Thorn was created to be evil, he was made to be an evil wizard… that’s the way he was designed. But, what happens when a wizard designed for a video game accidentally summons the overseer programme for the game? What happens when that wizard becomes aware of the role that he is locked into by his design? In A Perfect Circle, Kent Pollard explores the morals of gaming – creating characters as disposable figures and locking the players into a notion of moral exception by virtue of the virtual nature of the character as well as his label as “evil”. Video games are a space where moral absolutes are possible and can lock the player into black-and-white binary moral thinking – “I kill that because it is evil, and save that because it is good”. As a society we tend to ascribe moral absolutes on figures that we construct as enemies and our politicians use terms like “evil” to abdicate moral responsibility. We similarly digitise “enemies”, constructing them as less than human and quasi-virtual to treat their deaths as less impactful than those who we count as “Ourselves”. With digital warfare, this becomes easier – when the killing lens can literally be a digital scope. Thorn, like the overall notion of “enemy” is an archetype, but Pollard invests in him human feeling, experience, and the ability to overwrite his assigned role, to question the paradigm in which he has been placed and break out of the code confines that define and control him.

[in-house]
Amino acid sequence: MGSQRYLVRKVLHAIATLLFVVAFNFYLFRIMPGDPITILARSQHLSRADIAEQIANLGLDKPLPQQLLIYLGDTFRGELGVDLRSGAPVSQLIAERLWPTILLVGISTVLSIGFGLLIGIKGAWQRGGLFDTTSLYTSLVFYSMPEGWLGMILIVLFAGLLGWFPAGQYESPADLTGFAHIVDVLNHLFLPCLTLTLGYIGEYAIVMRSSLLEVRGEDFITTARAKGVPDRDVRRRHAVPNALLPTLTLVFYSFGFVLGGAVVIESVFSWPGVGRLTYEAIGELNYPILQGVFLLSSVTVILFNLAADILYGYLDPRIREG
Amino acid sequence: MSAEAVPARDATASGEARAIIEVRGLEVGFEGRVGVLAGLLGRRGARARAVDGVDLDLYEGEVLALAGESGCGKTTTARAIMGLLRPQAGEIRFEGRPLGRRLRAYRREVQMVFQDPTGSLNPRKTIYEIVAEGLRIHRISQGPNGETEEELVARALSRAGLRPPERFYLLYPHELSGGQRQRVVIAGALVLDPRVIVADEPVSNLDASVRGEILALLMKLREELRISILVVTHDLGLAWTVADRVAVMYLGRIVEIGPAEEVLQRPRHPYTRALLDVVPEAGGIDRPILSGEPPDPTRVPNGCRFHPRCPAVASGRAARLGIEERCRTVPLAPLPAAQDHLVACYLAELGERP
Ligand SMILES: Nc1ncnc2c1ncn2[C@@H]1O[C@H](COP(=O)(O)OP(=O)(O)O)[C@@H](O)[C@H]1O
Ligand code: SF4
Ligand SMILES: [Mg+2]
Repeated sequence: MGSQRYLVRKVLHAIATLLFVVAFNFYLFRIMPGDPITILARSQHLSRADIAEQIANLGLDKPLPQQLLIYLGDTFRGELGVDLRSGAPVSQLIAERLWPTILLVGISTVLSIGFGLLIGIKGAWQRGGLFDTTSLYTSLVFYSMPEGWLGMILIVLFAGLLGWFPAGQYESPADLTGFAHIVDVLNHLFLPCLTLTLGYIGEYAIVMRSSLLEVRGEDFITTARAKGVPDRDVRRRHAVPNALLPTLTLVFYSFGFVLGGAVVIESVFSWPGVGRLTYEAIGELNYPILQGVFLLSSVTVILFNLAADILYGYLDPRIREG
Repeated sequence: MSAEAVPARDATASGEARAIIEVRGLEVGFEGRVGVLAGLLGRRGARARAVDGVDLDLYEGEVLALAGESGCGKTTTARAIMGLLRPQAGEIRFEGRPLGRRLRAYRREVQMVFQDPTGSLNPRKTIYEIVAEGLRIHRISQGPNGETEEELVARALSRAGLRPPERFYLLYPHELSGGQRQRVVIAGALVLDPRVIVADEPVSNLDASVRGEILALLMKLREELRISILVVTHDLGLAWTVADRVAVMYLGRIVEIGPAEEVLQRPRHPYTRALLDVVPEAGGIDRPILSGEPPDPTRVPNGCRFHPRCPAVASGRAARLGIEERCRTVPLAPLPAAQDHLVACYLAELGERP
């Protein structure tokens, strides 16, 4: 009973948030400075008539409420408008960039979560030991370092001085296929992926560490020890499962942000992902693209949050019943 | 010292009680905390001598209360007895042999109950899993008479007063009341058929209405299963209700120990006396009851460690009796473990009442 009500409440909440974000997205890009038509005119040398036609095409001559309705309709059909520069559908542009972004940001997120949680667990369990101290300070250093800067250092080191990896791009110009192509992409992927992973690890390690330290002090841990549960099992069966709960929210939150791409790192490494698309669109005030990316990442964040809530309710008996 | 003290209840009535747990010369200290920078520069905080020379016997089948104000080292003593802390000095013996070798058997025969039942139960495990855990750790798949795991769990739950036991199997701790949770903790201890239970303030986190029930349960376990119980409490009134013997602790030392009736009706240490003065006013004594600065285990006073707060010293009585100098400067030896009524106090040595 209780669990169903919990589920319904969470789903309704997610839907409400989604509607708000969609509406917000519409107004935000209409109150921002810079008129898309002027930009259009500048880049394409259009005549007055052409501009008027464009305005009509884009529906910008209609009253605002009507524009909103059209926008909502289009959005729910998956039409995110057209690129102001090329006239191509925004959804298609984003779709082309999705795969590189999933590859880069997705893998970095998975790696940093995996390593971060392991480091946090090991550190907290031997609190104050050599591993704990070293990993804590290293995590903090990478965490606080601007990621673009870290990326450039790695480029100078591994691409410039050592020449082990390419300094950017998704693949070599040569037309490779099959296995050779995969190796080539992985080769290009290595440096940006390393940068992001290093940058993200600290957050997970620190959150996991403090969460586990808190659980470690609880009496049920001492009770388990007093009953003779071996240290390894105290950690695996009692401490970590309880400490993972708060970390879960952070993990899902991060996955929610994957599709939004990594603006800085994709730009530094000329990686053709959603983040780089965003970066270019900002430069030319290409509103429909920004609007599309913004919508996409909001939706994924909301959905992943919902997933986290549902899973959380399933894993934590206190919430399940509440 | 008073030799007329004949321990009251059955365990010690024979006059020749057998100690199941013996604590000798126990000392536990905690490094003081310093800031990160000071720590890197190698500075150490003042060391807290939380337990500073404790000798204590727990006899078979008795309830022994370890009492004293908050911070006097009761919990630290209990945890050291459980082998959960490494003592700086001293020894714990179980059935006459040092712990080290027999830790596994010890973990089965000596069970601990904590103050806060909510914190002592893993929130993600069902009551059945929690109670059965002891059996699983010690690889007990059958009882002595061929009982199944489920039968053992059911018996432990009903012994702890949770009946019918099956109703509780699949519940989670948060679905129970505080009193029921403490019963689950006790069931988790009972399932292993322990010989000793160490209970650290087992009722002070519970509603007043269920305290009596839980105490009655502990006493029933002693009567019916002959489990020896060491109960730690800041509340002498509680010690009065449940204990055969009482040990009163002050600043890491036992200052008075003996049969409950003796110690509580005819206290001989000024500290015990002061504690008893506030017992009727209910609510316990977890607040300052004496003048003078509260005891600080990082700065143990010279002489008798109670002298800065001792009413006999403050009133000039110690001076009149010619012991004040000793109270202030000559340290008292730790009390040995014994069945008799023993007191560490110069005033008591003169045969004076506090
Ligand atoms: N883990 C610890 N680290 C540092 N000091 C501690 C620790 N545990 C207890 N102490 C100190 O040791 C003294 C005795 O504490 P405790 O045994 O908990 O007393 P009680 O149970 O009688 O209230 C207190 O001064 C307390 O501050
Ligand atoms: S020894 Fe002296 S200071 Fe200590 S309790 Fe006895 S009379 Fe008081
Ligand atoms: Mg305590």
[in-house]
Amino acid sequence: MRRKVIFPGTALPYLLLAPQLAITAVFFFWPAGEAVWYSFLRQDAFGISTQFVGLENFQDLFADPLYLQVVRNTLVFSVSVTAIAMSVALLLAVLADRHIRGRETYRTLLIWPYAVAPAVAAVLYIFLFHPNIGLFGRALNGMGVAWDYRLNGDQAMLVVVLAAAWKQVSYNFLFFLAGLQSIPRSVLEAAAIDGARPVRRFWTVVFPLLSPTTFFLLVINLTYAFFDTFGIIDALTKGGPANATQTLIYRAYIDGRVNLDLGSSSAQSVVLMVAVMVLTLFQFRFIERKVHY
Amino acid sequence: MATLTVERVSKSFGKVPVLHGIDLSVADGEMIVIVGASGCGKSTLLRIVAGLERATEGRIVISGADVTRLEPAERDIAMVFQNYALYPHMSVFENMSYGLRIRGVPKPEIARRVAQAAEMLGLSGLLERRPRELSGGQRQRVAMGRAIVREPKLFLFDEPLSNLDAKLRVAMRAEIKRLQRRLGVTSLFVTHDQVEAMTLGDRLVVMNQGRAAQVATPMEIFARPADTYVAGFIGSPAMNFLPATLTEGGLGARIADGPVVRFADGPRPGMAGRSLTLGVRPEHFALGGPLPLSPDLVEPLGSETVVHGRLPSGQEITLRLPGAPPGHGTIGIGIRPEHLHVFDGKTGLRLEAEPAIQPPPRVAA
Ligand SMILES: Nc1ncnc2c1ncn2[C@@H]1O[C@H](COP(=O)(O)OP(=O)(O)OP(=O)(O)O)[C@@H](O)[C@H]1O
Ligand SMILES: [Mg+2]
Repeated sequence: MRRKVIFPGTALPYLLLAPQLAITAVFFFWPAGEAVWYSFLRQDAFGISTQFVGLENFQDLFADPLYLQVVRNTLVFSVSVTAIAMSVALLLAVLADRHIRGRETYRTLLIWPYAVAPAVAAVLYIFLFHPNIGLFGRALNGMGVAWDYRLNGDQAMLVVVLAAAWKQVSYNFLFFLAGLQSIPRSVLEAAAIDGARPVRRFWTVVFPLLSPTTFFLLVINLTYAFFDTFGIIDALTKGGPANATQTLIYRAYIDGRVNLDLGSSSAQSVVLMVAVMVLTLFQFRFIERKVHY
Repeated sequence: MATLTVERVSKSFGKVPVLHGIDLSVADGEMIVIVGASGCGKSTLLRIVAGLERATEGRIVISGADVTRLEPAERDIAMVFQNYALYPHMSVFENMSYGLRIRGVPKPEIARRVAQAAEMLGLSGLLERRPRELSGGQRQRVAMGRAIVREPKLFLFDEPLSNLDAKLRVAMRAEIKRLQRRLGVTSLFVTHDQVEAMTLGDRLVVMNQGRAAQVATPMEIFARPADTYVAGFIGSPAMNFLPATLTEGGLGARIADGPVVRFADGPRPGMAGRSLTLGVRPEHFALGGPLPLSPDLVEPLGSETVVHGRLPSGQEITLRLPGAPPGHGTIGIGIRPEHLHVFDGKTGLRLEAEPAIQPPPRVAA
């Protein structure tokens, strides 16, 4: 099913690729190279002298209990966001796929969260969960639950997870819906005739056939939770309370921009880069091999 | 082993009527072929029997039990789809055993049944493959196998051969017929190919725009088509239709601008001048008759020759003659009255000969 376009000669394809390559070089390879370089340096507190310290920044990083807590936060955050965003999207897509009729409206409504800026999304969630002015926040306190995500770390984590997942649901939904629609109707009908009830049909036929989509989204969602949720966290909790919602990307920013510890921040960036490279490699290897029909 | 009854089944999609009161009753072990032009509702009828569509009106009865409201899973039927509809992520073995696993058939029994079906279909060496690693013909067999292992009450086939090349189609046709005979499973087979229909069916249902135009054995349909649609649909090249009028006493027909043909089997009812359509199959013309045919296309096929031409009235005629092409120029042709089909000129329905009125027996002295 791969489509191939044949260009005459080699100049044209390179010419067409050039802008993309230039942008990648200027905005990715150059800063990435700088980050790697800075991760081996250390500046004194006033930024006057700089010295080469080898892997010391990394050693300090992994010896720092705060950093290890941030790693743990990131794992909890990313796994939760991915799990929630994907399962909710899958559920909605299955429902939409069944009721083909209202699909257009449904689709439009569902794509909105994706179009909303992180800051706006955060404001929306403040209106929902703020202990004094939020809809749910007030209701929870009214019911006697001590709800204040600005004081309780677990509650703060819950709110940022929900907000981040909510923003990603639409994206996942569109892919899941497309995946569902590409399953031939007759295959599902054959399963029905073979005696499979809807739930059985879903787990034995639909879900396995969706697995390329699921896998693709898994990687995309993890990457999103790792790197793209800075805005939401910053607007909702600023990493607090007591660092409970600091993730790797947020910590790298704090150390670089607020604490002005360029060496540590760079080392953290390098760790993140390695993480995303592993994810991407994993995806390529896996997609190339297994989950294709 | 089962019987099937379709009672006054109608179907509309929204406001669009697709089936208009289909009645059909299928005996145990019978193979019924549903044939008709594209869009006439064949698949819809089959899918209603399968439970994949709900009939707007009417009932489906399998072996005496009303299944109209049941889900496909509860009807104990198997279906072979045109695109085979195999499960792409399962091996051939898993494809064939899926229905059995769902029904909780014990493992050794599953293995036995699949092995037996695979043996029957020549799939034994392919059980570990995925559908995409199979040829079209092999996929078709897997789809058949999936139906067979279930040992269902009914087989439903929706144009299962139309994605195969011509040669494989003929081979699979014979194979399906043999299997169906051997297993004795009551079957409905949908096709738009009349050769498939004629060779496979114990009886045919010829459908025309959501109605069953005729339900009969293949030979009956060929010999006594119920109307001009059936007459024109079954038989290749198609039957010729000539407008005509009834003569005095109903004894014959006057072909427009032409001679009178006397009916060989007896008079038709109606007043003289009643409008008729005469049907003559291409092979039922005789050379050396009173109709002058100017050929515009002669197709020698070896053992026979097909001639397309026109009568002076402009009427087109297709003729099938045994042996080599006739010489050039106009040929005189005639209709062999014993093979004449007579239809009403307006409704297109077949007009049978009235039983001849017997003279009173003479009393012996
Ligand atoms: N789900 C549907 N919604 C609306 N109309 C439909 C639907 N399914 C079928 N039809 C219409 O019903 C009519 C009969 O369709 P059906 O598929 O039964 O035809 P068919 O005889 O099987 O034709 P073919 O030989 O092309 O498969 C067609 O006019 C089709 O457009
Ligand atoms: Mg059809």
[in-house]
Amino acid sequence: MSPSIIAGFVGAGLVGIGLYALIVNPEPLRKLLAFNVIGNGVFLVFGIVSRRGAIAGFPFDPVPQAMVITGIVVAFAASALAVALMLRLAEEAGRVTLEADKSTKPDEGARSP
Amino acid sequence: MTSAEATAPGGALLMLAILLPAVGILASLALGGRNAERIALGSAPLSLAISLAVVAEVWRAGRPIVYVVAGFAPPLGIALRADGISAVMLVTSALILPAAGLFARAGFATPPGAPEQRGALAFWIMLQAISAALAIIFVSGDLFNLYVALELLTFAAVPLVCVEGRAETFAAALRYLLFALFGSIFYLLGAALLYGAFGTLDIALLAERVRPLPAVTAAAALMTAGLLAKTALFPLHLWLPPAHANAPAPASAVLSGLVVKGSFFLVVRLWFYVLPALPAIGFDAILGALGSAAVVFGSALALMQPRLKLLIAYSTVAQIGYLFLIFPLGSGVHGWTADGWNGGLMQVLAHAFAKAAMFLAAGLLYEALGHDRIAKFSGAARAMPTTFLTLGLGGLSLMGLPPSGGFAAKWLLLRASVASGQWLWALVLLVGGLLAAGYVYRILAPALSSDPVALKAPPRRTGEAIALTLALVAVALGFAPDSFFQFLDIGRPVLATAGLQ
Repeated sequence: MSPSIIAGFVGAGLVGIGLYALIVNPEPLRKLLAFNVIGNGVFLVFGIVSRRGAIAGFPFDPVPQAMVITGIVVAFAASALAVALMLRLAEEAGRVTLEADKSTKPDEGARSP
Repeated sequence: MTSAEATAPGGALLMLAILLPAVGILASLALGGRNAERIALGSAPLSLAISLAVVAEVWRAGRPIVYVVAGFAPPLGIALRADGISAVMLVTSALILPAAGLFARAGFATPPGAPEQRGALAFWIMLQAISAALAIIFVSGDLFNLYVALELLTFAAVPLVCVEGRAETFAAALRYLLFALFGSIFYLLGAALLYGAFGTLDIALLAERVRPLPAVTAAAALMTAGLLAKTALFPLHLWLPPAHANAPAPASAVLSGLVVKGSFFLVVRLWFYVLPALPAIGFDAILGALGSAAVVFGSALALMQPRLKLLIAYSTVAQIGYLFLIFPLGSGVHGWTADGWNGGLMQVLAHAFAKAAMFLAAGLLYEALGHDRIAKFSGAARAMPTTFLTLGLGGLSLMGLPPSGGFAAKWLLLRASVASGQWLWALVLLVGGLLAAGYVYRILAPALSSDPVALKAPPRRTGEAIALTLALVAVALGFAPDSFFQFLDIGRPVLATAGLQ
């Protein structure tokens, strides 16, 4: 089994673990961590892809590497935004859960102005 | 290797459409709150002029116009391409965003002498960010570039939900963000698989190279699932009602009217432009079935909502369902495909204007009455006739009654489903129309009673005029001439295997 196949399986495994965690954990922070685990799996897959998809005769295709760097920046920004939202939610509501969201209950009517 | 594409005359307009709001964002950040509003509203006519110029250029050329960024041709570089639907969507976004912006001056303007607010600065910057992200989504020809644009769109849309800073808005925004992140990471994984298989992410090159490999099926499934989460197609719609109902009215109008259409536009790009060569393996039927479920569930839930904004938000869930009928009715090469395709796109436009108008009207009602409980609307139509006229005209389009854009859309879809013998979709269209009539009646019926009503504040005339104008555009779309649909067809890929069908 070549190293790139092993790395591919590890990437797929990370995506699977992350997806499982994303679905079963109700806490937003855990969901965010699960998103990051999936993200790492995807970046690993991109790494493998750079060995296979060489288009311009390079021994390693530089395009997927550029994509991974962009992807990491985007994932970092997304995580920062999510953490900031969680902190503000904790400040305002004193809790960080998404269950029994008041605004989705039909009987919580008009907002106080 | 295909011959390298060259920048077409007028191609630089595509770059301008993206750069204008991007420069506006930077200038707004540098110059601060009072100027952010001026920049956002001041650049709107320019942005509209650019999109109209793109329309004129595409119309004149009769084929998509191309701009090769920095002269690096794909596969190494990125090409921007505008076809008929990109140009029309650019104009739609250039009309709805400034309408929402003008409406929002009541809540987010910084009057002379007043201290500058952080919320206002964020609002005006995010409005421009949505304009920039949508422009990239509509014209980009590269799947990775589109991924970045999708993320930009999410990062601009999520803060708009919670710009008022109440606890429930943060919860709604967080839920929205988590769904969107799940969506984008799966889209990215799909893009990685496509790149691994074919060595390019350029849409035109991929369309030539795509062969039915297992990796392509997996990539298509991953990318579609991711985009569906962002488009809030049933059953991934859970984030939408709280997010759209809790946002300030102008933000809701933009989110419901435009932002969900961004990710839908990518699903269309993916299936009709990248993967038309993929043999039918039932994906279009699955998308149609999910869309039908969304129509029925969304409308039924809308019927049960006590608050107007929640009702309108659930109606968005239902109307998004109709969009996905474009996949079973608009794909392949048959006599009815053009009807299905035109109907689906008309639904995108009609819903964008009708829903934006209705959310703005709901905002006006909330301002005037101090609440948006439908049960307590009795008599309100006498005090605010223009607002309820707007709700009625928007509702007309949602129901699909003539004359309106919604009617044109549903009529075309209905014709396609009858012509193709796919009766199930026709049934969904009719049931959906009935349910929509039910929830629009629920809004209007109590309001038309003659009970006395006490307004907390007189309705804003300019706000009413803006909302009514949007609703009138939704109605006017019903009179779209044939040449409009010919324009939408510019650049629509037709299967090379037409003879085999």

Pollard invests his wizard Thorn with AI (artificial intelligence) technology, a consciousness and ability to think for himself, and raises the question of whether video games in the future will do similar things when AI technology is further developed. What happens if we create consciousness in a digital construct and what does it mean to kill something that we have created with a form of conscious mind? Would using AI technology in video games be moral?

Thorn experiences an existential crisis, debating his place in his world, his understanding of selfhood, and the constructs that surround him. Worlds and layers of reality become destabilised, questioned, shaky, and understandings slip and break.